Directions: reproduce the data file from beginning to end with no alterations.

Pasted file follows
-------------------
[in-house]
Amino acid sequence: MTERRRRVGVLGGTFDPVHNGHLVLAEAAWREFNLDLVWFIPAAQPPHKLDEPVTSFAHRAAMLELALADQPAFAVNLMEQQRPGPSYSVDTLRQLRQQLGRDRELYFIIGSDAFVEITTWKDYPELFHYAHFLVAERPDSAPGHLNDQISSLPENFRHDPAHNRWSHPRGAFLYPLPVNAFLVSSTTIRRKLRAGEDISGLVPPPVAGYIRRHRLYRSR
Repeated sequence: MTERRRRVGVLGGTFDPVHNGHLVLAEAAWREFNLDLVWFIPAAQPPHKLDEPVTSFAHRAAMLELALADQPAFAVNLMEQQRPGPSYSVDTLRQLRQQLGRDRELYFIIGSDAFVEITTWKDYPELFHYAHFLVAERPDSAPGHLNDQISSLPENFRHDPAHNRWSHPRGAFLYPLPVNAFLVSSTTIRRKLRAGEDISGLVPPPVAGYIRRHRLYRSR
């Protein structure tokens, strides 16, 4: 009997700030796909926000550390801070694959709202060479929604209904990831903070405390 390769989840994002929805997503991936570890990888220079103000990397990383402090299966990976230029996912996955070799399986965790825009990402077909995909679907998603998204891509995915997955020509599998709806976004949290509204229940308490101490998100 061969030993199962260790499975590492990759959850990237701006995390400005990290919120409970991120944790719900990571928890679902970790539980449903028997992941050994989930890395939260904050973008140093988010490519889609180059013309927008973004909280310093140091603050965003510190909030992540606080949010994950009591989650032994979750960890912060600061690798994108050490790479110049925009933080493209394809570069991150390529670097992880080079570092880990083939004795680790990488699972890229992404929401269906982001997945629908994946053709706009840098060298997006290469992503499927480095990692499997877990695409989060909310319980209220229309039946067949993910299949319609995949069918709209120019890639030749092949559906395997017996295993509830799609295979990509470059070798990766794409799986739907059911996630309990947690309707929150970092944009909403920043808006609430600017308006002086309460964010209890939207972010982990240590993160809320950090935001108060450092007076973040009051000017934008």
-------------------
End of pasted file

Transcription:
[in-house]
Amino acid sequence: MTERRRRVGVLGGTFDPVHNGHLVLAEAAWREFNLDLVWFIPAAQPPHKLDEPVTSFAHRAAMLELALADQPAFAVNLMEQQRPGPSYSVDTLRQLRQQLGRDRELYFIIGSDAFVEITTWKDYPELFHYAHFLVAERPDSAPGHLNDQISSLPENFRHDPAHNRWSHPRGAFLYPLPVNAFLVSSTTIRRKLRAGEDISGLVPPPVAGYIRRHRLYRSR
Repeated sequence: MTERRRRVGVLGGTFDPVHNGHLVLAEAAWREFNLDLVWFIPAAQPPHKLDEPVTSFAHRAAMLELALADQPAFAVNLMEQQRPGPSYSVDTLRQLRQQLGRDRELYFIIGSDAFVEITTWKDYPELFHYAHFLVAERPDSAPGHLNDQISSLPENFRHDPAHNRWSHPRGAFLYPLPVNAFLVSSTTIRRKLRAGEDISGLVPPPVAGYIRRHRLYRSR
């Protein structure tokens, strides 16, 4: 009997700030796909926000550390801070694959709202060479929604209904990831903070405390 390769989840994002929805997503991936570890990888220079103000990397990383402090299966990976230029996912996955070799399986965790825009990402077909995909679907998603998204891509995915997955020509599998709806976004949290509204229940308490101490998100 061969030993199962260790499975590492990759959850990237701006995390400005990290919120409970991120944790719900990571928890679902970790539980449903028997992941050994989930890395939260904050973008140093988010490519889609180059013309927008973004909280310093140091603050965003510190909030992540606080949010994950009591989650032994979750960890912060600061690798994108050490790479110049925009933080493209394809570069991150390529670097992880080079570092880990083939004795680790990488699972890229992404929401269906982001997945629908994946053709706009840098060298997006290469992503499927480095990692499997877990695409989060909310319980209220229309039946067949993910299949319609995949069918709209120019890639030749092949559906395997017996295993509830799609295979990509470059070798990766794409799986739907059911996630309990947690309707929150970092944009909403920043808006609430600017308006002086309460964010209890939207972010982990240590993160809320950090935001108060450092007076973040009051000017934008």